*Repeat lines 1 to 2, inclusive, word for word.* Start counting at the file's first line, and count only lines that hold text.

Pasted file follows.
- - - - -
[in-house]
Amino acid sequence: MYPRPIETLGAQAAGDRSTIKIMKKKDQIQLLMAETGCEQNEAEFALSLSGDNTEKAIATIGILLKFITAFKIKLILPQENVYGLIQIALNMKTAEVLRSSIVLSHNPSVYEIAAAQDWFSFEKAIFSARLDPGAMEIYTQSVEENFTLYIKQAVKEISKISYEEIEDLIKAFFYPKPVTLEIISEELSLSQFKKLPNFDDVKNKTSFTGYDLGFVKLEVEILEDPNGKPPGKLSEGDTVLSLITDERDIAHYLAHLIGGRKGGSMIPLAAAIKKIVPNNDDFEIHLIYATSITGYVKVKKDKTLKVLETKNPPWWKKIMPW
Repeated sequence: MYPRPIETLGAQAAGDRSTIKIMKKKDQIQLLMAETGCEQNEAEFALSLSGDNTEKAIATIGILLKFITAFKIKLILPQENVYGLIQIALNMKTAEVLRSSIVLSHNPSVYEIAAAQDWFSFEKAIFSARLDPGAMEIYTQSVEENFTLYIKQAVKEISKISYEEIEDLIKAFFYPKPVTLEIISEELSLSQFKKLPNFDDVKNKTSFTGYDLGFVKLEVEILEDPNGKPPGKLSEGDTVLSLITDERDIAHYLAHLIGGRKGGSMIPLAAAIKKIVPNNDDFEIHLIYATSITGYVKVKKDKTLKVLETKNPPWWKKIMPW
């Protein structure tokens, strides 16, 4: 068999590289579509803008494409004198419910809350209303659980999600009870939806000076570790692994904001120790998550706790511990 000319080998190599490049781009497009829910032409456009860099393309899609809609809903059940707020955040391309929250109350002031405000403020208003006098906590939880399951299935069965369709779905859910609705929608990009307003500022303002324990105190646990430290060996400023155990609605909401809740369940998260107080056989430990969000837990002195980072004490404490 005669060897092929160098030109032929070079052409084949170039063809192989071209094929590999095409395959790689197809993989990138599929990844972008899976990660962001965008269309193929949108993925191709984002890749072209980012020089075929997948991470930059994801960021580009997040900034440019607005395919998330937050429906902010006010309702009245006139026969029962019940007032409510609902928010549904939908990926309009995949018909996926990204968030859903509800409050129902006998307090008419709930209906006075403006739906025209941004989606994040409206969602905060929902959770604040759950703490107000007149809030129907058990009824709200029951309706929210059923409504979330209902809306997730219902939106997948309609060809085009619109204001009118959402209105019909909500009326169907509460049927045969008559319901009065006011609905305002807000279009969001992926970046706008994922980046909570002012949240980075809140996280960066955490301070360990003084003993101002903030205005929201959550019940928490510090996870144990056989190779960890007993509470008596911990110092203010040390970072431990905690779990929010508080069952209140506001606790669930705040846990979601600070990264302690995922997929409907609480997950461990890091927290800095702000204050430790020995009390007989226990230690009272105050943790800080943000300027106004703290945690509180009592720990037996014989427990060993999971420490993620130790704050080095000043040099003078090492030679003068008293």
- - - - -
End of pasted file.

[in-house]
Amino acid sequence: MYPRPIETLGAQAAGDRSTIKIMKKKDQIQLLMAETGCEQNEAEFALSLSGDNTEKAIATIGILLKFITAFKIKLILPQENVYGLIQIALNMKTAEVLRSSIVLSHNPSVYEIAAAQDWFSFEKAIFSARLDPGAMEIYTQSVEENFTLYIKQAVKEISKISYEEIEDLIKAFFYPKPVTLEIISEELSLSQFKKLPNFDDVKNKTSFTGYDLGFVKLEVEILEDPNGKPPGKLSEGDTVLSLITDERDIAHYLAHLIGGRKGGSMIPLAAAIKKIVPNNDDFEIHLIYATSITGYVKVKKDKTLKVLETKNPPWWKKIMPW